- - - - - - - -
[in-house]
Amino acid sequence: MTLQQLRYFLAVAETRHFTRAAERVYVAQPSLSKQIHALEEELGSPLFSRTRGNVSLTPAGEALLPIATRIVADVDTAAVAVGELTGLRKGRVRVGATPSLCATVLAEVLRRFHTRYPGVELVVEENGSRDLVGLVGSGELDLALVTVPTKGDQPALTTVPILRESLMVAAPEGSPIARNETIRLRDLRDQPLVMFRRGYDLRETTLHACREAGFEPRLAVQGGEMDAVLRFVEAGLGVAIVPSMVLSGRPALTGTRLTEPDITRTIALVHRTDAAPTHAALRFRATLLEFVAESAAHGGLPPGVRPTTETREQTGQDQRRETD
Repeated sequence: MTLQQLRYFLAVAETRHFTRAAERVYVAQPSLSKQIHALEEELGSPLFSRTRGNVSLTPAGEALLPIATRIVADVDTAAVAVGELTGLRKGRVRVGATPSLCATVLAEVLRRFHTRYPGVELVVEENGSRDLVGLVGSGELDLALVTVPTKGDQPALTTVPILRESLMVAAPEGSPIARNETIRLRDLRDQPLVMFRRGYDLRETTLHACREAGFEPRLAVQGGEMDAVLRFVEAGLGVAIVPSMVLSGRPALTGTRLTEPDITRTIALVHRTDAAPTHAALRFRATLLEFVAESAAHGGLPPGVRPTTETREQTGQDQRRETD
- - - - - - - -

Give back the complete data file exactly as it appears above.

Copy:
[in-house]
Amino acid sequence: MTLQQLRYFLAVAETRHFTRAAERVYVAQPSLSKQIHALEEELGSPLFSRTRGNVSLTPAGEALLPIATRIVADVDTAAVAVGELTGLRKGRVRVGATPSLCATVLAEVLRRFHTRYPGVELVVEENGSRDLVGLVGSGELDLALVTVPTKGDQPALTTVPILRESLMVAAPEGSPIARNETIRLRDLRDQPLVMFRRGYDLRETTLHACREAGFEPRLAVQGGEMDAVLRFVEAGLGVAIVPSMVLSGRPALTGTRLTEPDITRTIALVHRTDAAPTHAALRFRATLLEFVAESAAHGGLPPGVRPTTETREQTGQDQRRETD
Repeated sequence: MTLQQLRYFLAVAETRHFTRAAERVYVAQPSLSKQIHALEEELGSPLFSRTRGNVSLTPAGEALLPIATRIVADVDTAAVAVGELTGLRKGRVRVGATPSLCATVLAEVLRRFHTRYPGVELVVEENGSRDLVGLVGSGELDLALVTVPTKGDQPALTTVPILRESLMVAAPEGSPIARNETIRLRDLRDQPLVMFRRGYDLRETTLHACREAGFEPRLAVQGGEMDAVLRFVEAGLGVAIVPSMVLSGRPALTGTRLTEPDITRTIALVHRTDAAPTHAALRFRATLLEFVAESAAHGGLPPGVRPTTETREQTGQDQRRETD